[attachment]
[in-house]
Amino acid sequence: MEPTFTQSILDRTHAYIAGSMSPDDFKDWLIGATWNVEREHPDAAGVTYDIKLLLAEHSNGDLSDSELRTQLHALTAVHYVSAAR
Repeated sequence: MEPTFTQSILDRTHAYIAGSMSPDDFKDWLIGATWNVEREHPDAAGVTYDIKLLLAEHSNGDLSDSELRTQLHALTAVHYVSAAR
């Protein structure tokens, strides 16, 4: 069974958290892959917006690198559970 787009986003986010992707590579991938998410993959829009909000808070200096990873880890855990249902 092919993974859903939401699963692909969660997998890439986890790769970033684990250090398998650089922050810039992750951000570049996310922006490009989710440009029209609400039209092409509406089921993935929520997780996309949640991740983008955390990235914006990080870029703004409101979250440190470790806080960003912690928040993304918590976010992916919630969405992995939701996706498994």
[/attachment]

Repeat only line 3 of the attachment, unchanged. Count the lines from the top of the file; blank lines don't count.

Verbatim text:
Repeated sequence: MEPTFTQSILDRTHAYIAGSMSPDDFKDWLIGATWNVEREHPDAAGVTYDIKLLLAEHSNGDLSDSELRTQLHALTAVHYVSAAR